People at the heart of Lorneville plant

SHARE
Alliance manager Shashank Pande.

IT is all about the people.

Alliance Lorneville plant manager Shashank Pande said the most important aspect of his job was the people… the workers, shareholders, farmers and those involved in the industry.

‘‘It’s not just a job. My role is to make a difference in people’s lives… our employees and their family’s lives by engagement.

‘‘When morale is high, the employees are happy to come to work. I want to make it an enjoyable experience for everyone.’’

Many generations of Southlanders have worked at the plant, which was one of the biggest employers in Southland.

‘‘There is not a person yet, who I have talked to, who has not had a family member work at Alliance,’’ he said.

‘‘The loyalty I have found on-site is massive. It is not just towards the company, but also the company to the community.’’

The plant has been on the same site, on the outskirts of Invercargill, since 1960 and was one of the largest work sites in New Zealand, employing close to 2000 people at the peak of the season.

He said ‘‘Alliance is like a sleeping giant…’’ predicting the Lorneville site had not reached its full potential yet.

Alliance Group, which had seven plants and exported lamb, mutton, venison and co-products to more than 65 countries around the world, was New Zealand’s only totally farmer-owned red meat co-operative.

The company had about 4000 farmer shareholders and almost 5000 staff throughout the country.

The red meat industry needed a big team, Mr Pande said.

‘‘We supply to different countries such as the United Kingdom and the United States of America, where the certifications are different and the markets are very different, too.”

The Lorneville plant was also one of the largest sheepmeat processing plants in the world and made a significant contribution to the Southland economy.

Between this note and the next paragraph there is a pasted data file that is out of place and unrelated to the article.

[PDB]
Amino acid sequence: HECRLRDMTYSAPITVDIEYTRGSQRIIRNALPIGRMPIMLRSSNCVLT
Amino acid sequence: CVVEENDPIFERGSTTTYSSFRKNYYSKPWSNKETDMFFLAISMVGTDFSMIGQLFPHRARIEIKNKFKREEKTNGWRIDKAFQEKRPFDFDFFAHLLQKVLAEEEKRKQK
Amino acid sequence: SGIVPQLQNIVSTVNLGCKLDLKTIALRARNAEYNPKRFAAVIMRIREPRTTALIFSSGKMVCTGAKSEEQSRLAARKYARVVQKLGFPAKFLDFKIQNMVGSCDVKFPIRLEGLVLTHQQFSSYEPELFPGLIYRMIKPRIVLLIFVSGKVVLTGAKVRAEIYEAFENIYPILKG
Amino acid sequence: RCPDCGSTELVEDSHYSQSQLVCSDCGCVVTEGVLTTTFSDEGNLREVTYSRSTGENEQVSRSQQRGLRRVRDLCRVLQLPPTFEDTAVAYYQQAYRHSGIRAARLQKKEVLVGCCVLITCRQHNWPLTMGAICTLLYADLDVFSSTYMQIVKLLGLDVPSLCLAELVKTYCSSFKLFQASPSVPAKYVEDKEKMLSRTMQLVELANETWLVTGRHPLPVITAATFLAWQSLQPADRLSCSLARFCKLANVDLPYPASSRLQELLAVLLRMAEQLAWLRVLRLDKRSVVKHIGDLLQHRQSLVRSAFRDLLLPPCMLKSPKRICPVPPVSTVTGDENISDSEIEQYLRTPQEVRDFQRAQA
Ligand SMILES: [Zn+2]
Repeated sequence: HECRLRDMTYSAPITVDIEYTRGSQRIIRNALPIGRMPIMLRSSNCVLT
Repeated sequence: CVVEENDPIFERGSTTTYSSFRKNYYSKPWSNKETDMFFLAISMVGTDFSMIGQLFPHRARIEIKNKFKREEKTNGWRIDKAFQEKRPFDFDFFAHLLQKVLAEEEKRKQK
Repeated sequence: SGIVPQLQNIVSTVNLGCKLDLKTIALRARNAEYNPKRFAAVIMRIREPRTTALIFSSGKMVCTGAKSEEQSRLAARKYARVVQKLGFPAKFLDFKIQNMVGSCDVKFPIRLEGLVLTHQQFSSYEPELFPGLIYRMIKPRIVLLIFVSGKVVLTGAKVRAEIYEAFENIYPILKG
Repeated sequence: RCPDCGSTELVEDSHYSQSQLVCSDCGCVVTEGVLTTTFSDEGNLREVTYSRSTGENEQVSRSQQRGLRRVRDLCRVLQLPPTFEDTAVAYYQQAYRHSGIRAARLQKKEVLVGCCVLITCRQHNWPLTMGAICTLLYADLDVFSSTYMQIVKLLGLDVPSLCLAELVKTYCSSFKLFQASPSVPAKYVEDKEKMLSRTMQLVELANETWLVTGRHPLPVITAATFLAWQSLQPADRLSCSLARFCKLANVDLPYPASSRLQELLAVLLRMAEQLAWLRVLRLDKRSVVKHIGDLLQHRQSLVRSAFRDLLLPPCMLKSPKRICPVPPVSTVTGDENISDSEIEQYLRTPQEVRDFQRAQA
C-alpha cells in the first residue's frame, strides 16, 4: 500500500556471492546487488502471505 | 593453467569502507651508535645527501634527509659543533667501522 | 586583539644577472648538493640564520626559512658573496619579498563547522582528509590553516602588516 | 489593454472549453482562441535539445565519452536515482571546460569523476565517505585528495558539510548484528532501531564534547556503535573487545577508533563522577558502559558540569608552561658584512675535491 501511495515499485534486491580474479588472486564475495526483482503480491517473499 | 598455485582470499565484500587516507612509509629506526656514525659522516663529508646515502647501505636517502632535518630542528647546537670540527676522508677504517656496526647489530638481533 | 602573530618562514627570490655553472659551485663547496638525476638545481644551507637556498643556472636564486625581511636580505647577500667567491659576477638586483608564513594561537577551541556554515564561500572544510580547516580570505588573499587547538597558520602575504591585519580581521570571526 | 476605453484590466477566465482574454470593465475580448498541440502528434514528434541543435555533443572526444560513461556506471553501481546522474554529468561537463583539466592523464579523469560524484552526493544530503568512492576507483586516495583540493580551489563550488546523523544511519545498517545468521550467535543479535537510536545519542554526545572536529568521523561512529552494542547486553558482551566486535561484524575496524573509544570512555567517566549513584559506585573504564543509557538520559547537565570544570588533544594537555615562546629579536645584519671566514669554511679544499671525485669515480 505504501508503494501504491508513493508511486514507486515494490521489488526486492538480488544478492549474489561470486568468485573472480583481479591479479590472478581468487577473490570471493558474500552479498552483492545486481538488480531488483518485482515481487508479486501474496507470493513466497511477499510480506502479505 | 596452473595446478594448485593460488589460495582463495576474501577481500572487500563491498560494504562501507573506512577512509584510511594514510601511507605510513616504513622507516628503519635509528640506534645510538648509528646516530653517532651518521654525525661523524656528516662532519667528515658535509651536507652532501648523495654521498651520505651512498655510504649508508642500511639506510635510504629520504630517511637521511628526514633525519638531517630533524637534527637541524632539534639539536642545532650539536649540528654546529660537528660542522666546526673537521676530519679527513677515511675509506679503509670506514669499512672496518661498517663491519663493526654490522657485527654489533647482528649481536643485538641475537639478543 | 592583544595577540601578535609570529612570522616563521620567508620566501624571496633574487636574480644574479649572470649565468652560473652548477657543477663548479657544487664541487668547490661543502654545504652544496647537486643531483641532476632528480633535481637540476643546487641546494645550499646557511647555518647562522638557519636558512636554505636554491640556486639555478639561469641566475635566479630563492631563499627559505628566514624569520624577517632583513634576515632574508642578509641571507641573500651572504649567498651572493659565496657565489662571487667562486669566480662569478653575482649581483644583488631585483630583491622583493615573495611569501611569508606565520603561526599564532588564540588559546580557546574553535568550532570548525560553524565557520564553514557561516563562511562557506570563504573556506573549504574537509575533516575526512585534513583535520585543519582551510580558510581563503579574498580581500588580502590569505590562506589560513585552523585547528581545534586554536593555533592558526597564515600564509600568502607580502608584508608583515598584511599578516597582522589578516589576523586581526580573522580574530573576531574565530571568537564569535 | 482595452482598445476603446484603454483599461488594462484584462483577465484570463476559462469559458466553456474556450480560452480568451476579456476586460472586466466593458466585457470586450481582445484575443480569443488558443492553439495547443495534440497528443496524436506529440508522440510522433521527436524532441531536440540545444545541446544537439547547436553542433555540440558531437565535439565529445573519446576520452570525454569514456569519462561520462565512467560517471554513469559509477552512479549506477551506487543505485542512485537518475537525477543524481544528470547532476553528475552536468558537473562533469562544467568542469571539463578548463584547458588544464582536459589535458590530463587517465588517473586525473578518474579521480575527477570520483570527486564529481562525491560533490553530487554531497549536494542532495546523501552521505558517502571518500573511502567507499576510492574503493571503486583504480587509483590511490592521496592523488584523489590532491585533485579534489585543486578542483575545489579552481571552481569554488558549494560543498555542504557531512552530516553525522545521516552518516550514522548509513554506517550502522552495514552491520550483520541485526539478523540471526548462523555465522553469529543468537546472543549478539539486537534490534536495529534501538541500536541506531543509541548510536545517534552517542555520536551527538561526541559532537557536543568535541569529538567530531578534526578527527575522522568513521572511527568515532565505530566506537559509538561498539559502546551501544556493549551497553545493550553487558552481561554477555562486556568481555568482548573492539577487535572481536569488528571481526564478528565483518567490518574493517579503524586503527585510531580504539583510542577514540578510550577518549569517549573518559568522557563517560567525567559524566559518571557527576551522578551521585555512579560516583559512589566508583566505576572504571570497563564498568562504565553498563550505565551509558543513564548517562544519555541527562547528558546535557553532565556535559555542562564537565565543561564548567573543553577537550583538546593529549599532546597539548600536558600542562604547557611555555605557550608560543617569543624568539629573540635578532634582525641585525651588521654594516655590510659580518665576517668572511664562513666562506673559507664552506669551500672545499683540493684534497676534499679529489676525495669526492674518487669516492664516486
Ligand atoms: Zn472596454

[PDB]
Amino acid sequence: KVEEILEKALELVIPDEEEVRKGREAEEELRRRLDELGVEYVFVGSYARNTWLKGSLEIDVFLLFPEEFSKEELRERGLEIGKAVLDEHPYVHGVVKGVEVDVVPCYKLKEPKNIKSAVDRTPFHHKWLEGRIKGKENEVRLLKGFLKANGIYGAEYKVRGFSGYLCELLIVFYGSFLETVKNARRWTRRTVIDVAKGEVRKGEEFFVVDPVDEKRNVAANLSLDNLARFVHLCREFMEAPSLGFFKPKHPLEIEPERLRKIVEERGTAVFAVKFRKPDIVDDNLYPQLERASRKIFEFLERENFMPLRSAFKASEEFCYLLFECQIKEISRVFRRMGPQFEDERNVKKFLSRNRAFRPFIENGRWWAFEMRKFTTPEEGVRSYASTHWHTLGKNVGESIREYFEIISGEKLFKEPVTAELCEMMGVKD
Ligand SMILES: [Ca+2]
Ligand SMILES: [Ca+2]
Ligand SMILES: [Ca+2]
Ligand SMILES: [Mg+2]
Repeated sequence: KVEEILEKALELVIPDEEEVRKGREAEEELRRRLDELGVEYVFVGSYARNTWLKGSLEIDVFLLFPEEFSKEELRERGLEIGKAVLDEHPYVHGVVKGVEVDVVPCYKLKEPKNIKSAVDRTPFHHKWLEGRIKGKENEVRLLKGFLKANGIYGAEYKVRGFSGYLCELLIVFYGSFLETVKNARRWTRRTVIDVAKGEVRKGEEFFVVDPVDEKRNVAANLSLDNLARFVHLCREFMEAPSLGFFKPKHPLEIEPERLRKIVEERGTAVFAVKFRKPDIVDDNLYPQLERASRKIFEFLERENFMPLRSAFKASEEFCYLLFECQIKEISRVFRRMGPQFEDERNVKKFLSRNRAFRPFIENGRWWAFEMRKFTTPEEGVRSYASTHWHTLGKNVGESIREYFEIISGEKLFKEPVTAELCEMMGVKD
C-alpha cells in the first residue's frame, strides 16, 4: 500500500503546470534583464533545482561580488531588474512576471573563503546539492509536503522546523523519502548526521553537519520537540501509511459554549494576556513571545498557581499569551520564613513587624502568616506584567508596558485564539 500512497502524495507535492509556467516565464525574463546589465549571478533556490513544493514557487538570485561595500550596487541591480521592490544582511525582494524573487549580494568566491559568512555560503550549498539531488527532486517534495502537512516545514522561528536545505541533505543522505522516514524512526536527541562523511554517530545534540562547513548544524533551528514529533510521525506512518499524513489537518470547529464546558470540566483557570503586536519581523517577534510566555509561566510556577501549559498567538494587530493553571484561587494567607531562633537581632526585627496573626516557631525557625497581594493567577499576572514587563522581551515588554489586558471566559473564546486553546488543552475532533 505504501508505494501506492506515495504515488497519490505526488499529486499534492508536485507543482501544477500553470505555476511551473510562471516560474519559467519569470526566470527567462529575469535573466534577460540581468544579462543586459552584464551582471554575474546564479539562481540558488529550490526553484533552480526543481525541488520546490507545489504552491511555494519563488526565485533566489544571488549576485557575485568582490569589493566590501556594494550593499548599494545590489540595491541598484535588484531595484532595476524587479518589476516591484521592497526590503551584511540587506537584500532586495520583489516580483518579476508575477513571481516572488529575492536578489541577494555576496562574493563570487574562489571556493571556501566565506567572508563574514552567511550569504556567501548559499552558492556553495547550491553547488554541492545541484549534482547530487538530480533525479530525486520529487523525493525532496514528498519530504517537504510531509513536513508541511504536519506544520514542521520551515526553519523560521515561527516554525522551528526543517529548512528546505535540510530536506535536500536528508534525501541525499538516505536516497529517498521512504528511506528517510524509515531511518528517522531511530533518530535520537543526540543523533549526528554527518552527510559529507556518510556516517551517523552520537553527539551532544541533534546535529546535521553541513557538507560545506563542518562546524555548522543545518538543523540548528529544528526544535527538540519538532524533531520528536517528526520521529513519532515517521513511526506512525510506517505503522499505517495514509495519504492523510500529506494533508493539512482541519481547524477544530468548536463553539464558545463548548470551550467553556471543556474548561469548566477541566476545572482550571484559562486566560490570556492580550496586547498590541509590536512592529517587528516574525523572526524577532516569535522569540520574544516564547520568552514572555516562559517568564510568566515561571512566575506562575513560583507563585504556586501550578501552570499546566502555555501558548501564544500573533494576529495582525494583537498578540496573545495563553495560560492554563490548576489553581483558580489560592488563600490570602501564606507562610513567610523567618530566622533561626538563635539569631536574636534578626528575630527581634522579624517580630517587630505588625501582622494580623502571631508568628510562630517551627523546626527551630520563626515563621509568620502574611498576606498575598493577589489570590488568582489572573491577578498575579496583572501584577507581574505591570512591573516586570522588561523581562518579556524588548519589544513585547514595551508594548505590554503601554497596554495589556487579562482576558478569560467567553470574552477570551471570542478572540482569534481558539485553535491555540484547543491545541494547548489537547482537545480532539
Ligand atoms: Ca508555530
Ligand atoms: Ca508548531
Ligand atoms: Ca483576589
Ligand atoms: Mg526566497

A report commissioned by Alliance states in 2014-15, the plant spent about $18 million per annum on goods and services supplied by Southland businesses, $5 million with Otago businesses and paid $75 million in wages.

Born and raised in India, Mr Pande gained a Bachelor of Engineering (Mechanical) at the Maharaja Sayajirao University of Baroda in India, before working for Tata Motors in India for five years.

He moved to Australia to gain further qualifications and achieved a Master of Engineering (MEng, Industrial Technology/Technician), First Distinction, at Swinburne University of Technology in Melbourne.

He started his career in Australia working at Kimberley Clark as operations planner and then as production manager for a few years.
He then moved to Melbourne and continued his career as production manager with Asaleo Care. Throughout his 14 years with Asaleo Care, he gained experience in production and supply chain management, progressing to the general manager role before he moved to Lorneville.

“It was time for a change in career,’’ he said.

‘‘Time to work in a different industry… and an opportunity to learn more skills.

‘‘It [the meat processing] is a similar set-up as the manufacturing roles I am used to. I have taken a step up to a role which is more about the community and the team.’’

He said it was important to him for his future employer’s values and his own to ‘‘align’’.

He relished the opportunity to be part of a team in a company which was growing, where its employees and shareholders were valued, he said.

Mr Pande said “Alliance was very different to a traditional company’’, being made up of farmer shareholders.

‘‘It’s not just the bottom line…’’, rather with the Alliance Group at Lorneville, it was the way the company gave back to the community and its shareholders and farmers, he said.

‘‘I am here for the plant… and the plant is people.’’

Working in the meat industry had traditionally been a male-dominated role; one which Mr Pande was keen to alter.

Although a lot of women worked at Lorneville, he was keen to provide more employment for women and for flexible working arrangements.

With the plant having operated for about 60 years, management was also looking at investing more in automation and were reintroducing beef processing next year, he said.

Automation had a number of benefits, including a safety aspect, and reduction in manual handling.

‘‘We are always short of people. It was one of challenges of the industry to get so many people.

‘‘If we reduce the manual handling part in the plant, it will make jobs safer, then we can redeploy staff to other areas.’’

Having lived on two continents (Asia and Australia) and three countries, Mr Pande said while the cultural differences were important, and the language and looks might change, people and their values are still the same.

Southland was different from Melbourne or Sydney, he said, but the spirit of the community was warmer.

‘‘With a small town, people know you… you bump into people. The people are more warm and friendly. It is a great community to be part of and I will mix in it like sugar in milk, only to make it sweeter.’’

Advertisement